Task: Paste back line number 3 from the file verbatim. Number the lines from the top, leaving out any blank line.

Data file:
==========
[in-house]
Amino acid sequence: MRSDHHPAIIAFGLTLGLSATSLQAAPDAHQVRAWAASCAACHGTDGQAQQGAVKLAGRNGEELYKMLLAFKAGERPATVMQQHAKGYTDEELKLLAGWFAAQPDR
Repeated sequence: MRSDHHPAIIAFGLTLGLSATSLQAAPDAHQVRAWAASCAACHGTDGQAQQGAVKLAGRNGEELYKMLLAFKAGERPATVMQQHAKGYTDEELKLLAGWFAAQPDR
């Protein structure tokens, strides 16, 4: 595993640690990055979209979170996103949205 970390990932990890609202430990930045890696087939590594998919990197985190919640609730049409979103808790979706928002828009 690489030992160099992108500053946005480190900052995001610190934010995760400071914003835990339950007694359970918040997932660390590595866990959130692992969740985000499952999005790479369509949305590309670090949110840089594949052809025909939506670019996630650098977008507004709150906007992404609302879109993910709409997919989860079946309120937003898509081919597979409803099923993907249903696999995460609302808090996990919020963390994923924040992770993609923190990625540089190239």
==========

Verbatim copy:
Repeated sequence: MRSDHHPAIIAFGLTLGLSATSLQAAPDAHQVRAWAASCAACHGTDGQAQQGAVKLAGRNGEELYKMLLAFKAGERPATVMQQHAKGYTDEELKLLAGWFAAQPDR